Health effects of exposure to radio-frequency electromagnetic fields: Analysis of the problems with non-ionising radiation
Gezondheidseffecten van blootstelling aan radiofrequente elektromagnetische velden - Probleemanalyse niet-ioniserende straling
27 May 2012, PDF |
127 pages |
Bolte JFB, Pruppers MJM
RIVM Report 861020007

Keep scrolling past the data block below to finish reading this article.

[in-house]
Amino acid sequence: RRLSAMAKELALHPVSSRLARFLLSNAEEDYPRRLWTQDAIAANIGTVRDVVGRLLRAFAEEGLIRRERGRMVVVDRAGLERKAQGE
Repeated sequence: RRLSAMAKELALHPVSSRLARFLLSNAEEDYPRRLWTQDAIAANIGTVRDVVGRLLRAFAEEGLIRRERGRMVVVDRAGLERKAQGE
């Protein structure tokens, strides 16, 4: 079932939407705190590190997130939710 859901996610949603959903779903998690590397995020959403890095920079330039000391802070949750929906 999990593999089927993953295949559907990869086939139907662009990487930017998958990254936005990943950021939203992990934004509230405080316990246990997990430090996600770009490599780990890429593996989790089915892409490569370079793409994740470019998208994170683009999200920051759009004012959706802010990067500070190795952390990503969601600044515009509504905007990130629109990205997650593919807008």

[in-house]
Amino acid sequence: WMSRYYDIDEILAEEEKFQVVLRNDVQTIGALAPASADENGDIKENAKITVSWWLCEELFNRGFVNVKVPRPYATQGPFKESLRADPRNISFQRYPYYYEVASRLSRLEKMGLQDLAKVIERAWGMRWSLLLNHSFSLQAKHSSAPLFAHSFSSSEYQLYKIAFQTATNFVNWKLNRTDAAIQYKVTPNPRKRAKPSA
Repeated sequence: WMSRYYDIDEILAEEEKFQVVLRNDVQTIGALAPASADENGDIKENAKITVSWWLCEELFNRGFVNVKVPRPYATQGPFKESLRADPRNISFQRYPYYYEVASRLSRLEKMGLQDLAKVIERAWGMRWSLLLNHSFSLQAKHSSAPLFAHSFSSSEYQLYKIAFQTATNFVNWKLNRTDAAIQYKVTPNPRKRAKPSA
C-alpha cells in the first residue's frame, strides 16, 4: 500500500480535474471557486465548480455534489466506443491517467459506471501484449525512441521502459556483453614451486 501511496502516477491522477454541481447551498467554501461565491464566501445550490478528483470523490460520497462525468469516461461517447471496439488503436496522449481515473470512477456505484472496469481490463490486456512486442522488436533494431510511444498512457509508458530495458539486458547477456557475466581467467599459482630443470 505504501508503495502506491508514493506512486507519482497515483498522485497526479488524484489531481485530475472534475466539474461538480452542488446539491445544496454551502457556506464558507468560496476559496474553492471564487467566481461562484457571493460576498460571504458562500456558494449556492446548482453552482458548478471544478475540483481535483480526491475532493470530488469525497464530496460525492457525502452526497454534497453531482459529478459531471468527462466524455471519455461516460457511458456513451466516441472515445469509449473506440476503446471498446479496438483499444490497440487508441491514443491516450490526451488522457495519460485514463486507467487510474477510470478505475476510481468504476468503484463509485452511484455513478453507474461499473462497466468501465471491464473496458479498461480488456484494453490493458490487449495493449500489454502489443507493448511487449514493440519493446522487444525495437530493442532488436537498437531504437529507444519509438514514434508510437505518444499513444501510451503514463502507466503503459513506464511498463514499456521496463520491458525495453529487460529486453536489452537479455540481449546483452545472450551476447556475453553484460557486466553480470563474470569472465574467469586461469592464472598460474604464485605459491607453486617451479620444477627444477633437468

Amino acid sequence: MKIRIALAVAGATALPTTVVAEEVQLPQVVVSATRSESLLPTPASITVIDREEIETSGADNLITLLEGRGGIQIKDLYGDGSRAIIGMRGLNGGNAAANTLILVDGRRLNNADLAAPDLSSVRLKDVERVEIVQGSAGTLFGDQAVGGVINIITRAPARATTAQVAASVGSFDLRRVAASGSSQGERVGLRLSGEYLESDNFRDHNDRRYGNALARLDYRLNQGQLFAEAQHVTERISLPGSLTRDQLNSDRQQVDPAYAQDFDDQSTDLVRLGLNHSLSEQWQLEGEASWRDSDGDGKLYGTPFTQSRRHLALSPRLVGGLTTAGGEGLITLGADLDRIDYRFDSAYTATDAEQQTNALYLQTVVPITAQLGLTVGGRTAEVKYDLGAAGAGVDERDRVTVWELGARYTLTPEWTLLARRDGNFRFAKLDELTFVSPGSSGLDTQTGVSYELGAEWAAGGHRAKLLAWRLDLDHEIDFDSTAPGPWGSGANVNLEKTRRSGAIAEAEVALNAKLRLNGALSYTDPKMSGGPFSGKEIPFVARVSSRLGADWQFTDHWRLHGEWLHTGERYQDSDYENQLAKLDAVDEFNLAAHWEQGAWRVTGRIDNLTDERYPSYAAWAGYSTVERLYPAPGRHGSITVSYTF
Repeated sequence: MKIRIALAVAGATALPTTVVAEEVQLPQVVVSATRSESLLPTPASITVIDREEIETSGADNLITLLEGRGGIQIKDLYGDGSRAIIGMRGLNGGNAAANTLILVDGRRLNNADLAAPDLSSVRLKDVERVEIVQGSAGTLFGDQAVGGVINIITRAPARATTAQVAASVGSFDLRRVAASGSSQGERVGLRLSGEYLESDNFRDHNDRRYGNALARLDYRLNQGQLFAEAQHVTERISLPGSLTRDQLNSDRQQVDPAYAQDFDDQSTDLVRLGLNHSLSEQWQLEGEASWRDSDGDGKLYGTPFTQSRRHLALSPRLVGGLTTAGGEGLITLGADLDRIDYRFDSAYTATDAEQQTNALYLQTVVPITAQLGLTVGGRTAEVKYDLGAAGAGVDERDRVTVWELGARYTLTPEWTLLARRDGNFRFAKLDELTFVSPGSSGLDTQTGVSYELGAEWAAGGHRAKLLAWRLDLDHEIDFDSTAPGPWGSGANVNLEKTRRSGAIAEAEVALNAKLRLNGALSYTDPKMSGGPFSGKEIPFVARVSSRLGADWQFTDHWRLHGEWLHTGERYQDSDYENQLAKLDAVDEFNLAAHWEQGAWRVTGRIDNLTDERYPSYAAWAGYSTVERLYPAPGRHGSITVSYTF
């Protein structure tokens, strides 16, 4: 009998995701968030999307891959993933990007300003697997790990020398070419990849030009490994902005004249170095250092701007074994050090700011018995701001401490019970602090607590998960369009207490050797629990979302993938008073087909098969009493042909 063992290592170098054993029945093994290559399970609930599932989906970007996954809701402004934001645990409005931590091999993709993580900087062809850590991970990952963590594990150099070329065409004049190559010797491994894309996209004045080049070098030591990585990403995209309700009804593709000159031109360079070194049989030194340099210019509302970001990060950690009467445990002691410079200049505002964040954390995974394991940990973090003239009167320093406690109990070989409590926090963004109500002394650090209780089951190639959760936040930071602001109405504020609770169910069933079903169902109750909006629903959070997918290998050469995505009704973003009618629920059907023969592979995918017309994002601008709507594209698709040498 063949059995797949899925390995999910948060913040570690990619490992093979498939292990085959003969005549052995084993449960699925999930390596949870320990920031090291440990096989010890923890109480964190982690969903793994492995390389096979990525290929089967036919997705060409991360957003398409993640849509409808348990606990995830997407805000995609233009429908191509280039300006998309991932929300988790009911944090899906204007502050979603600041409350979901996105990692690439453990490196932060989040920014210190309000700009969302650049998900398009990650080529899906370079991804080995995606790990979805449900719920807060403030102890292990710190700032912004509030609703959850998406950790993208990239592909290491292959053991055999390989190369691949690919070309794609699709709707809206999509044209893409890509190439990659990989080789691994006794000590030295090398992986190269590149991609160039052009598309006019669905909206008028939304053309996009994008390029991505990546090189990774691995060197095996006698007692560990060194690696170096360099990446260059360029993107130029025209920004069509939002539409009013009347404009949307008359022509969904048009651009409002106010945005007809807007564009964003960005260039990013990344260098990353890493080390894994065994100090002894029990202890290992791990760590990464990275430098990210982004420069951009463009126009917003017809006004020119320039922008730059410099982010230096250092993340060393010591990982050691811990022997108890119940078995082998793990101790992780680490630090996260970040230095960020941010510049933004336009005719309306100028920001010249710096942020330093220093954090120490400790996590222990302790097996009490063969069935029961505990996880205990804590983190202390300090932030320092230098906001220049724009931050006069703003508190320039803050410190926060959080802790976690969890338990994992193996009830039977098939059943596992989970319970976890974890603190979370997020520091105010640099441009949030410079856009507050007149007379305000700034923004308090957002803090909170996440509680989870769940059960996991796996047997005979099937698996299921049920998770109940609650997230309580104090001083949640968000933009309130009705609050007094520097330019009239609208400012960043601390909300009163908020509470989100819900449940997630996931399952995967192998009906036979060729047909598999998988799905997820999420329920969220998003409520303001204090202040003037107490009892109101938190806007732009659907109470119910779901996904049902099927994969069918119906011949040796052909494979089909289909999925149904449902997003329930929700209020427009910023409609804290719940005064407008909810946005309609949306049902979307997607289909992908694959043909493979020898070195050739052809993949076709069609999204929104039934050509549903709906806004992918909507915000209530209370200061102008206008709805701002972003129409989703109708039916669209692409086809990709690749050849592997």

An inventory of available information on the exposure to radio-frequency electromagnetic fields has revealed insufficient knowledge on two items: i.e., 1) if and how exposure to these electromagnetic fields can lead to complaints like headaches, and 2) the lack of a good-quality overview of all sources in the Netherlands and their contribution to total exposure. The government and other professional stakeholders are responsible for the protection of the population against possible adverse health effects from exposure to radio-frequency electromagnetic fields. There is concern about and ignorance of these fields amongst the Dutch population. Therefore, one needs to know, on the one hand, whether exposure to these fields can actually lead to effects and, on the other hand, whether exposure in reality can be so high that effects can actually occur. The available information on health effects has been collected by the RIVM and analysed for presentation in a recent report. The first part deals with international knowledge on fields and effects, while the second part overviews the situation in the Netherlands for three groups of sources: communication equipment, domestic appliances and consumer articles, and detection equipment. At the moment a European recommendation forms the basis for policy making and regulations in the Netherlands. If the exposure remains below specific levels, particular short-term effects do not occur. These well-understood effects, caused by heating of and induced electric currents in the body, include an increase in body temperature and involuntary muscle contraction. Other effects are those for which it is not clear whether, and if so, how the effects are caused by exposure to radio-frequency fields. Effects claimed by some are, for example, headaches and sleeping disorders. These effects do not always lend themselves for easy and objective establishment. Sleeping disorders are reported for exposures found below the limits in the European recommendation. An overview of the sources is necessary for making good exposure estimates in the Netherlands and for informing the population. In this way, the field strength caused by a single source, but also the field strength caused by multiple sources can be estimated. The field strengths depend mainly on the transmitted power and the distance to the source. It is particularly important to further investigate the situation around AM-broadcasting transmitters and radio amateurs, considering that AM-broadcasting transmitters are capable of transmission at high power levels. Radio amateurs may be transmitting at varying power levels. New sources such as UMTS base stations and equipment transmitting highly pulsed signals should also be further investigated. A licence for use of frequency space is not always required, for example, for applications for wireless communications, such as computers equipped with WiFi transmitters. In general, this equipment transmits at low power levels, but may be located close to the body. Other licence-free transmitters are being used in anti-theft devices and for reading electronic bar codes. Even though these systems are capable of transmitting at high peak power levels, exposure is generally for a short period of time.